The International Justice Mission (IJM) is a faith-based organisation based in Washington, DC. It has successfully rescued children and adults from slavery in many countries, benefiting from the staunch support of George W Bush and government funding to the tune of US$1 million a year. Christian beliefs underpin the group’s actions, with potential volunteers vetted accordingly.

By contrast, The Grey Man (www.thegreyman.org) steers clear of any religious affiliations and receives no government support. Started by a former Australian Army special-forces commando in 2004, the Brisbane-based group is smaller than the IJM and operates quietly for the most part. Supported solely by public donations, its prime focus is the rescue of children, with funds spent exclusively on rescue or education projects. Its volunteer operatives are former police officers and ex-special forces personnel, well-used to overcoming obstacles in the field.

However, as Grey Man director Russell Hawksford points out, the obstacles the organisation encounters are as often bureaucratic as operational.

‘In Thailand we face police corruption and slow action, but in Australia we have difficulties because our money goes overseas. The government doesn’t like that [public money related to trafficking is reserved for home-based organisations like the Anti-Slavery Project and the Scarlet Alliance], so they have rejected our application for tax-exemption status and AusAID will take six months to decide whether to make us a DGR [deductible gift recipient] organisation, which will allow donations to us to be tax deductible.

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‘AusAID classes a lot of what we do in the villages as “welfare”, but they don’t seem to get it – that sending children to school is the best way to ensure their future and make them self-sufficient.’

Despite the difficulties, Hawksford is optimistic about the future, and The Grey Man has plans to expand into many countries neighbouring Thailand.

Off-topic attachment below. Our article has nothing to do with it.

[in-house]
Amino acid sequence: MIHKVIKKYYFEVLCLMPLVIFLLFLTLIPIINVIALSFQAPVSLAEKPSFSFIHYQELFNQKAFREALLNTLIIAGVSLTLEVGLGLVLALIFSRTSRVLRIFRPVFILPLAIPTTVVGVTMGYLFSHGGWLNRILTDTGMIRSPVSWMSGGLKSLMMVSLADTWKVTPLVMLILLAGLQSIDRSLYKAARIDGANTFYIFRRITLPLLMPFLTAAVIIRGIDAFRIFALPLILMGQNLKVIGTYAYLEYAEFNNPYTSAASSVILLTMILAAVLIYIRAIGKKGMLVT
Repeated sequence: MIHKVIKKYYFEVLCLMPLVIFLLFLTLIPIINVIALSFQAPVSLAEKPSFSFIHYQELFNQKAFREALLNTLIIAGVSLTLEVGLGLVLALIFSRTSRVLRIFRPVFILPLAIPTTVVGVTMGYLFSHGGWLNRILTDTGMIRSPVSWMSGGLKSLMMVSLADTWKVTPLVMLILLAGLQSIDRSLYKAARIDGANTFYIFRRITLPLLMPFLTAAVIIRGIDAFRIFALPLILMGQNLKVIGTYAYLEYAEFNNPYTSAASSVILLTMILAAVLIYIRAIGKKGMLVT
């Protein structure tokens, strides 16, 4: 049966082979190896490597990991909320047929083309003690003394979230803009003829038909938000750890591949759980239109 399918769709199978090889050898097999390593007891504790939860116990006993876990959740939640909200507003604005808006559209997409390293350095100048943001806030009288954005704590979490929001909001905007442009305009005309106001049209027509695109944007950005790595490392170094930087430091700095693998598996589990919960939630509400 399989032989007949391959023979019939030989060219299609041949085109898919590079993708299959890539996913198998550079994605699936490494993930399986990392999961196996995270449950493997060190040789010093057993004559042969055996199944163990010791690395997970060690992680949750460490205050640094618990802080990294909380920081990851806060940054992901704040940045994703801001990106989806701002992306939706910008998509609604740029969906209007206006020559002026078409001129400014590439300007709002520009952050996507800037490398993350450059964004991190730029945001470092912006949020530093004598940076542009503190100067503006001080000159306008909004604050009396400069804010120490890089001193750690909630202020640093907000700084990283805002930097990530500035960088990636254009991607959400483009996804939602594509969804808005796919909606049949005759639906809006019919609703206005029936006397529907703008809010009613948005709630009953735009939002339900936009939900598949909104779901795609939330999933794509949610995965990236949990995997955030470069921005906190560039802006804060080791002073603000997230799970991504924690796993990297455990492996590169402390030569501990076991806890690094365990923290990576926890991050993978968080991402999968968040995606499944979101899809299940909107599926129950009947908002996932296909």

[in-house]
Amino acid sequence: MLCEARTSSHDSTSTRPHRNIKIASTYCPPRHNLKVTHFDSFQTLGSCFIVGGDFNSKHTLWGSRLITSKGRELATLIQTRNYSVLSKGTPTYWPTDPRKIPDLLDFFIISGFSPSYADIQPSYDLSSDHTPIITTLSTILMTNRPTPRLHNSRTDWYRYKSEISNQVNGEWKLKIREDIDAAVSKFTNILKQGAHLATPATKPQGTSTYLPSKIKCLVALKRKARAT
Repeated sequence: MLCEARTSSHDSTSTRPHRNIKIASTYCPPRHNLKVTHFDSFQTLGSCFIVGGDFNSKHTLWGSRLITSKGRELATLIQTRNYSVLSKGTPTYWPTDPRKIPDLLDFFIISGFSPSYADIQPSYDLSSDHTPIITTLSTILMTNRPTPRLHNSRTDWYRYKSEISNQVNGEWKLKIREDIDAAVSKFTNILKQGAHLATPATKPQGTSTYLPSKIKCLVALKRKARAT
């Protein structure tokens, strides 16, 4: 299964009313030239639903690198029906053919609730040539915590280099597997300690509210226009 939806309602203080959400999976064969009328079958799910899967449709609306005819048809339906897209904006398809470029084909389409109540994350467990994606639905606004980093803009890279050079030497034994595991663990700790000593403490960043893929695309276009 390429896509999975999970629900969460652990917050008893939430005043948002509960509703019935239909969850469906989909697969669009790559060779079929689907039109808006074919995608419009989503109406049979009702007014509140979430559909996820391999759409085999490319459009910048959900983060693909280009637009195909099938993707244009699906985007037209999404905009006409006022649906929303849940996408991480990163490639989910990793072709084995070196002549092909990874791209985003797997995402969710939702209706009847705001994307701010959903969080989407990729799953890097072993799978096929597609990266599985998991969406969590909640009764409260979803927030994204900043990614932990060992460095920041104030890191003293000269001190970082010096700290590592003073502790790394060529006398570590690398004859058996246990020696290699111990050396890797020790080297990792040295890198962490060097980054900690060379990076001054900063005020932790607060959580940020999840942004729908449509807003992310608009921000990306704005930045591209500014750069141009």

But while that is encouraging, it doesn’t change that fact that these organisations are like the boy with his finger in the dyke. The forces they are up against are immense, with people-trafficking one of the top three money-spinners for organised crime, along with drugs and guns.

It can start with a simple ad in a Lithuanian newspaper offering jobs abroad. People searching to escape from poverty are easy prey. Transported across borders, their passports are confiscated and they are told their families will be killed if they do not submit to sex work. They have nowhere to turn. In other countries it may play out differently, but the hope of a better life is always the dangling carrot.

In Thailand and Burma, children from ethnic minority groups are targeted. They are generally uneducated, often only speak their tribal language, do not have citizenship or ID papers and are lured with promises of jobs in the city. A chance to escape poverty for themselves and their families soon becomes a nightmare ride of abuse in which the traffickers threaten, cajole, deceive and beat them until they submit to servicing customers. Transported to a city where they do not speak the language, afraid of the police and unsure how to get home, they are trapped.

Nor is trafficking entirely the province of international crime rings. In South-East Asia, small-scale operations abound – and it is not unusual for friends of the family, aunts and uncles or even parents to traffic children. Sometimes corrupt police, government officials and businesspeople are also involved. Drugs can also play a part, as addiction to ya ba (amphetamines) or opium can lead to the sale of children by their parents to feed their addiction.

AFP office closed

The Australian government has made a commitment to combat trafficking, yet despite pursuing a number of trafficking and child sex cases, the Australian Federal Police’s (AFP) main focus in Thailand appears to be drugs. Moreover, given that trafficking invariably starts in the border areas, the decision to shut down the AFP office in Chiang Mai in the north of the country, transferring all its work to Bangkok, is a strange one.